Turkey and Armenia Accord: Signed but not Sealed

Posted on 15 October 2009

As some of you will know Turkey and Armenia signed the accords that have been worked so hard on over the last few months. The accords will see relations normalised between the pair, the border reopened, and potentially even trade between the two further down the line.

There is still a hurdle to this though: as yet the deal must still be ratified by both parliaments, and this carries problems.

On one side: Armenia’s Diaspora, who were forced out of their country by Ottoman troops, and others inside Armenia think that Turkey should acknowledge that this was genocide. Turkey is unwilling to do this because people died on both sides.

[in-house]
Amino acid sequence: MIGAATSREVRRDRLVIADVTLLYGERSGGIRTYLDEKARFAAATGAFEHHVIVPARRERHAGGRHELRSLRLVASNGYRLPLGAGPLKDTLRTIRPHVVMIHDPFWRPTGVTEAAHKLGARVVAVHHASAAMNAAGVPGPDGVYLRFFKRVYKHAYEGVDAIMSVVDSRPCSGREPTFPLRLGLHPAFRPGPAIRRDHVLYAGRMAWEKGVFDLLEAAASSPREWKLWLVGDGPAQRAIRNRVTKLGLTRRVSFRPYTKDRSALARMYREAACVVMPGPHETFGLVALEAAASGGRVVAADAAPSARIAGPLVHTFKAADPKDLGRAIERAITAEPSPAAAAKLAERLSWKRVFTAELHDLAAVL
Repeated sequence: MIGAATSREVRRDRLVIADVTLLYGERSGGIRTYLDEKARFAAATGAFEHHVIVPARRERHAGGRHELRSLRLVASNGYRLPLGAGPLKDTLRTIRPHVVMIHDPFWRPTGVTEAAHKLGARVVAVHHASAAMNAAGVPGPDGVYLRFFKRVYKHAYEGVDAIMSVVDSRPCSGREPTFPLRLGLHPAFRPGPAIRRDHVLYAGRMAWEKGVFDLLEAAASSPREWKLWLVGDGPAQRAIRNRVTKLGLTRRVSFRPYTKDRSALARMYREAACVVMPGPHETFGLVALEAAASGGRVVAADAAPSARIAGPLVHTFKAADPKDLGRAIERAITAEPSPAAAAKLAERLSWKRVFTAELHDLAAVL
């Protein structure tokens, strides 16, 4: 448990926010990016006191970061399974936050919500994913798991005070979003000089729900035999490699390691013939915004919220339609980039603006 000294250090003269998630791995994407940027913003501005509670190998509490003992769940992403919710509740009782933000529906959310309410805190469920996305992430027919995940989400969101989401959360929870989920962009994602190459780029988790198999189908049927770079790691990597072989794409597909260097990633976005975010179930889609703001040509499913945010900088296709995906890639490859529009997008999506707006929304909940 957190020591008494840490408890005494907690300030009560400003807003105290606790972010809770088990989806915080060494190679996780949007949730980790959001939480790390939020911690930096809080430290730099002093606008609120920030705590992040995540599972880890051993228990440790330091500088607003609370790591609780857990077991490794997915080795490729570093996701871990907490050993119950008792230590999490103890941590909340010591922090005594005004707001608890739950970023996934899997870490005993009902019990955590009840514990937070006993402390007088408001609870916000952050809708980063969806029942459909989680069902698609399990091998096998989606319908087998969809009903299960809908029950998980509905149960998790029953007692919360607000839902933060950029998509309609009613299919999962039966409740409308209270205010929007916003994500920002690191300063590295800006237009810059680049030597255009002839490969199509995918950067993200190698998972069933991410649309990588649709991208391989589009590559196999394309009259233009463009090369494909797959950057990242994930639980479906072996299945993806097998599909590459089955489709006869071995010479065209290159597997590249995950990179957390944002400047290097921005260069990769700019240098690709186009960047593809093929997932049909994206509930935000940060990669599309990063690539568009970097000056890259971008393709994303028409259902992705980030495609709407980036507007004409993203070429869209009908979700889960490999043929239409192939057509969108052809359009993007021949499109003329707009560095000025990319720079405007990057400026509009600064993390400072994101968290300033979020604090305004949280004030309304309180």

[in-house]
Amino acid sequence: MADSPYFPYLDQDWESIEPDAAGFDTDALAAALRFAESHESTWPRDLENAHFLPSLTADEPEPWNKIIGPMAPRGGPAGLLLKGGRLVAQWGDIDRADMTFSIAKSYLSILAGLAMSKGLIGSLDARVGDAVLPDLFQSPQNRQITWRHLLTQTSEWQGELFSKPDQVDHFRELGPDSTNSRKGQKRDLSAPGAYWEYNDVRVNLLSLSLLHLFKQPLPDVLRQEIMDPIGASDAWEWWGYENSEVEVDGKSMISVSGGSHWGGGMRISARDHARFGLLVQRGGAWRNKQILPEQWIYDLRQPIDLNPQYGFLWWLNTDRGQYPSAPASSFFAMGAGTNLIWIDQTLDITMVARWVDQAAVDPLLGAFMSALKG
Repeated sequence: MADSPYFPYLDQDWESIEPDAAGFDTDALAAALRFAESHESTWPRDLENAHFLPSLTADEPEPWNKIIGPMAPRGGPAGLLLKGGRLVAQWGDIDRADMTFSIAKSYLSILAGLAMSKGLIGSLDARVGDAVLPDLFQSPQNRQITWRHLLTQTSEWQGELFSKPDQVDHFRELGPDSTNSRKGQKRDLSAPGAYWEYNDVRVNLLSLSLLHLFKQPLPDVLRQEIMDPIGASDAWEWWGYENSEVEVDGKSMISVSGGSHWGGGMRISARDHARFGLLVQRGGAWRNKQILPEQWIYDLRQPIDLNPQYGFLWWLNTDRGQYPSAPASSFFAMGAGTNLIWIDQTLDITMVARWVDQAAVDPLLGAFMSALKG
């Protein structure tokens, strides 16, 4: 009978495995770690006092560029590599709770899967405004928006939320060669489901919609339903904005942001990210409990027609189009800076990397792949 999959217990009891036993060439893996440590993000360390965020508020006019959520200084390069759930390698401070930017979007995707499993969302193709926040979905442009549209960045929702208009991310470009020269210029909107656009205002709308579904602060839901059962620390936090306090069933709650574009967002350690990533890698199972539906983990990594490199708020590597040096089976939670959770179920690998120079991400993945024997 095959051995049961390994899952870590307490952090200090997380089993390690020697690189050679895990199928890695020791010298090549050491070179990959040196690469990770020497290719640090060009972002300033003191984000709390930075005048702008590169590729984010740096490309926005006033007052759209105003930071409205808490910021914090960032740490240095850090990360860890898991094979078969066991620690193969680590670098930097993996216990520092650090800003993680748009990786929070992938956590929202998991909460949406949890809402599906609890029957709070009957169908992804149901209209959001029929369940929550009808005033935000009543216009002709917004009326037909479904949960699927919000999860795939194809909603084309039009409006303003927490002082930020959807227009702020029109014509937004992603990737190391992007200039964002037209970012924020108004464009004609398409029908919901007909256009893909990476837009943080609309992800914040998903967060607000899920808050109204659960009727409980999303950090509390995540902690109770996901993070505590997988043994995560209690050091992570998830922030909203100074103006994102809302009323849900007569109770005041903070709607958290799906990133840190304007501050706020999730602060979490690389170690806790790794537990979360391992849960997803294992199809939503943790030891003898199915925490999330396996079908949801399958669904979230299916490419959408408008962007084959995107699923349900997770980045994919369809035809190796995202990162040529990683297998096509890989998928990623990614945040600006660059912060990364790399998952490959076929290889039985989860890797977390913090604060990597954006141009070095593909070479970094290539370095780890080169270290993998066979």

On the other, Turkey’s parliament will be unable to ratify the accords unless significant progress can be made in the peace process between Armenia and Turkey allied Azerbaijan.

Turkey’s problem is perhaps the lesser of the two. Armenia and Azerbaijan are scheduled to meet in the near future, and Turkey, who will want to ratify the accord with Armenia to push its EU bid forward, is its own judge of what significant progress is — possibly the meeting itself will be deemed significant progress sufficient to allow ratification of the accord with Armenia.

Turkey really wants to join the EU, it has been a long hard slog (over 20 years since it was first mentioned for Turkey to join the EU) to get as far as they have. Turkey’s poor relations with its various neighbours have been a cloud hanging over its EU bid.

This cloud has all but been blown away by the current administration, which now has only Greece to make peace with. That is the same Greece that has just elected a centre-left government, which may or may not make peace-making easier for Turkey.

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